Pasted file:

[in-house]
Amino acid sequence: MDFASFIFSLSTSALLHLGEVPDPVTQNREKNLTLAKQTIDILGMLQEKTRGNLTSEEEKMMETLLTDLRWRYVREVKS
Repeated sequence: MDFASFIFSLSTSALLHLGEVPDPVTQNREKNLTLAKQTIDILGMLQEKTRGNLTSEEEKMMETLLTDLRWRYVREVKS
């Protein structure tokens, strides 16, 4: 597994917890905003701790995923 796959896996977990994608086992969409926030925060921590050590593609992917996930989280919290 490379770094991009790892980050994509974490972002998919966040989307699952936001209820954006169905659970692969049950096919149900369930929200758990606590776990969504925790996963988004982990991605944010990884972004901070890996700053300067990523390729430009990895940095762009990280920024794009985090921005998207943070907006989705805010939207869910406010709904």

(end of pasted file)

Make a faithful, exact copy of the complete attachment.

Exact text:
[in-house]
Amino acid sequence: MDFASFIFSLSTSALLHLGEVPDPVTQNREKNLTLAKQTIDILGMLQEKTRGNLTSEEEKMMETLLTDLRWRYVREVKS
Repeated sequence: MDFASFIFSLSTSALLHLGEVPDPVTQNREKNLTLAKQTIDILGMLQEKTRGNLTSEEEKMMETLLTDLRWRYVREVKS
């Protein structure tokens, strides 16, 4: 597994917890905003701790995923 796959896996977990994608086992969409926030925060921590050590593609992917996930989280919290 490379770094991009790892980050994509974490972002998919966040989307699952936001209820954006169905659970692969049950096919149900369930929200758990606590776990969504925790996963988004982990991605944010990884972004901070890996700053300067990523390729430009990895940095762009990280920024794009985090921005998207943070907006989705805010939207869910406010709904």